Cost factor a key point of contention

Risky business: As many as 1,871 factory workers, which included 1,428 foreigners, undergoing Covid-19 testing in Serkam, Melaka. — Bernama

PETALING JAYA: The initiative to place foreign workers at selected hotels as a temporary move to curb Covid-19 is welcome, though some stakeholders have expressed concern over the cost factor.

Malaysian Association of Hotels (MAH) chief executive officer Yap Lip Seng said there were limitations to the initiative, although discussions were held with stakeholders to match the needs of employers of foreign workers with that of hotel operators.

Yap said: “The initiative is likely to attract only a small number of hotels and the recommended monthly rental rate is deemed to be far too low for hotels.”

In a statement yesterday, the Tourism, Arts and Culture Ministry (Motac) said the cost to rent a room will be RM200 per month per person, and there will be an additional RM20 monthly charge for each worker to cover utilities.

“The initiative would have served both industries (employers of foreign workers and hotels) better if the government subsidises part of the cost, ” said Yap when contacted.

“Although the hotel industry is looking at supporting the government in addressing the spread of Covid-19 among foreign workers due to poor living conditions, the plan may not serve the hotels’ economics and operational needs.”

Yap added factors that need to be taken into consideration include the expected high wear and tear on the hotel, as well as different needs of these workers in comparison with typical hotel guests.

“Capacity of hotel rooms is also limited by bed setup, while special control measures are needed to ensure physical distancing is practised, ” said Yap.

He said under the arrangement, Motac will function as the “introducer”, following which hotels and employers will enter into an independent contract and control mechanism via a third party platform.

Federation of Manufacturers Malaysia (FMM) president Tan Sri Soh Thian Lai said they welcome the idea although they were not consulted by Motac.

“The industry could consider this as a temporary solution as long as the cost is kept affordable and comparable to what they are currently paying.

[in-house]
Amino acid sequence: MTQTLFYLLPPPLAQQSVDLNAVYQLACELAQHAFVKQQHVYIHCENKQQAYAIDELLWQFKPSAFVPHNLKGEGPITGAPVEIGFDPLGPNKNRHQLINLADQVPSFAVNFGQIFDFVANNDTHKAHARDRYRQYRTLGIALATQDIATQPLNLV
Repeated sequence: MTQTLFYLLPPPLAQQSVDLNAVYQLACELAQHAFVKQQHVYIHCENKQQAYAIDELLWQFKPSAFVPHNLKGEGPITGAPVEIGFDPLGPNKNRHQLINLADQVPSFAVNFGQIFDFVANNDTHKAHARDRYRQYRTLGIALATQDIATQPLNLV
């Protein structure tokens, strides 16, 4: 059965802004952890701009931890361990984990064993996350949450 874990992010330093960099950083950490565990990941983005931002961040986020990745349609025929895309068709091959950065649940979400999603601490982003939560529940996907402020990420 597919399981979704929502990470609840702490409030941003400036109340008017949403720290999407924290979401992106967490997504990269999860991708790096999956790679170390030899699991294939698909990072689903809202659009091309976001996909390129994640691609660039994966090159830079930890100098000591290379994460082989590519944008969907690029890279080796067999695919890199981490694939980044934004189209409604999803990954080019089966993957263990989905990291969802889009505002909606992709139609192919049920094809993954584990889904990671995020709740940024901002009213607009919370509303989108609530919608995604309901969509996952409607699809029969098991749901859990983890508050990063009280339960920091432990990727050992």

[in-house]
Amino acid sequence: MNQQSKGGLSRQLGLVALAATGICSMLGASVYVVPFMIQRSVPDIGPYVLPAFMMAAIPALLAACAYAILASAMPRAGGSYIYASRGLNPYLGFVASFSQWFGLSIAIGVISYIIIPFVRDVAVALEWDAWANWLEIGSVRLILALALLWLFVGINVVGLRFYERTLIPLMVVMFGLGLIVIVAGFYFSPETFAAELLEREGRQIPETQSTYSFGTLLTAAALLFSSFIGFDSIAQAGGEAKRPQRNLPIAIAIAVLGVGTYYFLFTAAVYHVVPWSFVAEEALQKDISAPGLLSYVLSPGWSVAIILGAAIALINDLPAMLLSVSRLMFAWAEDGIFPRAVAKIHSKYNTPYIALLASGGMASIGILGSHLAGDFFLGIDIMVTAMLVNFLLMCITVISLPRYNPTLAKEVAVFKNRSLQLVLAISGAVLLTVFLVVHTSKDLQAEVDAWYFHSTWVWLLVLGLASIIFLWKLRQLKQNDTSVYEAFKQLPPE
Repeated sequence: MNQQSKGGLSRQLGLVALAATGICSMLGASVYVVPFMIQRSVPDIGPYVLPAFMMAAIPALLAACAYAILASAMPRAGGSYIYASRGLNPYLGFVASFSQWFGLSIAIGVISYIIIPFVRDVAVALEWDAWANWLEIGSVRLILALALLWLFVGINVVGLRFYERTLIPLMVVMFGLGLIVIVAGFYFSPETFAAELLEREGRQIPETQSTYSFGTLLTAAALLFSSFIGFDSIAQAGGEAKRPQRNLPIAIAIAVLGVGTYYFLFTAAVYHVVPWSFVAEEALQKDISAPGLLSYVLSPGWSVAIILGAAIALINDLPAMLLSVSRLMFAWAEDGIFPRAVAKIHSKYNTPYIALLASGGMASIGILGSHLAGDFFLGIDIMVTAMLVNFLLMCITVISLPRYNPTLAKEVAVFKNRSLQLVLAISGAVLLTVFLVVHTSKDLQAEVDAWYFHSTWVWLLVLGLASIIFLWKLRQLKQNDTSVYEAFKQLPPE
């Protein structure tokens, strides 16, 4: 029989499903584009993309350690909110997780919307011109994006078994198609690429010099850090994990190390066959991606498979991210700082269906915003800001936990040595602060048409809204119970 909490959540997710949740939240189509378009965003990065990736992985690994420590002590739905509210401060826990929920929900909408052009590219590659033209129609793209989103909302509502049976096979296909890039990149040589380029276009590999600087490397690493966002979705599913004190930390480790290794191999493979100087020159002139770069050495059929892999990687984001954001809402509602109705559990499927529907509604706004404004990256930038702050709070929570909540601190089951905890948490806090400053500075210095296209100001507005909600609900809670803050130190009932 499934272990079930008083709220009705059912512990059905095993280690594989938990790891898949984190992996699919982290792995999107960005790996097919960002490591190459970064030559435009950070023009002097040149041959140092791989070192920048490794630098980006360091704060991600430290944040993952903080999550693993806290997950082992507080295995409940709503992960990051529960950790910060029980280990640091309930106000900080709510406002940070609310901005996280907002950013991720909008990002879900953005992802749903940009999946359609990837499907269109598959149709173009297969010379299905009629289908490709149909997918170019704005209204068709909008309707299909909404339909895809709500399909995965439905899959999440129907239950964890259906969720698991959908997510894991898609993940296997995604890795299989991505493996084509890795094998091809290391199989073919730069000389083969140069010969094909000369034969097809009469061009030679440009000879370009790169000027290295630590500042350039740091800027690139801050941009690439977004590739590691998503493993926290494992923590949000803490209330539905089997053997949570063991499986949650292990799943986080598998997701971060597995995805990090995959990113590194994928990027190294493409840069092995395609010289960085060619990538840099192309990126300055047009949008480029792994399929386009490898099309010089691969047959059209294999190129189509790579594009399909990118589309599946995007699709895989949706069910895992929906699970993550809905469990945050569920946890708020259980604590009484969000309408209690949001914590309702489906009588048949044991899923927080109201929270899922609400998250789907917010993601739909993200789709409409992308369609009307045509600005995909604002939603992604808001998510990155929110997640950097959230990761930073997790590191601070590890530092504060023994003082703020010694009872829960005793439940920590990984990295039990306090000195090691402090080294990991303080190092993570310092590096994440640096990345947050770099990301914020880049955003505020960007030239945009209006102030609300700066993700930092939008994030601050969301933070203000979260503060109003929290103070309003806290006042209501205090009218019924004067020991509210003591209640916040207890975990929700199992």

“The option to use temporary accommodation should be voluntary and not mandated on industries, ” said Soh.

“Other factors to be considered include the location of the temporary accommodation in relation to the workplace, as well as other terms and conditions that includes other costs that need to be negotiated with hotel operators.”

Real Estate and Housing Developers’ Association (Rehda) Malaysia president Datuk Soam Heng Choon said the corporate sector knows what it needs to do given the current situation, adding they are all fully aware of obligations expected under the environmental, social and corporate governance criteria.

However, Soam questioned the viability of placing workers in hotels.

“Even in a cheap hotel, it will not be that cheap. You can implement this, but there is a cost involved. Each project or whatever business that is out there has a cost to it.

“We have to make sure that whatever we do is within the cost, otherwise the project will run into a loss, ” he said.

Soam noted that construction workers were different from foreign workers employed in other sectors such as the food and beverage or manufacturing.

“Construction workers are temporary, they are here for a two-year period, or a maximum of three. They also move from site to site, and do not stay in temporary accommodation forever, ” he said.

Alliance for Safe Community chairman Tan Sri Lee Lam Thye also raised the cost factor, though acknowledging that housing workers in a hotel will help to contain Covid-19 as most recent clusters originated from the workplace.

“Will employers find it affordable? Employers are also having difficulties now. Even if the workers are housed there, it will only be on temporary basis.

“I think employers will eventually have to find them long-term housing. I am also sure they will be asking the government for some form of subsidy for this, ” he said.

Malaysian Employers Federation (MEF) executive director Datuk Shamsuddin Bardan said the initiative was a cause of concern as employers are presently deducting RM100 per month for the accommodation of each foreign worker.

“The said amount will possibly be not enough to pay for even a one-day hotel stay, ” said Shamsuddin, who said that MEF was not consulted on this initiative.

He added that transportation for workers to their workplaces would also be an issue.

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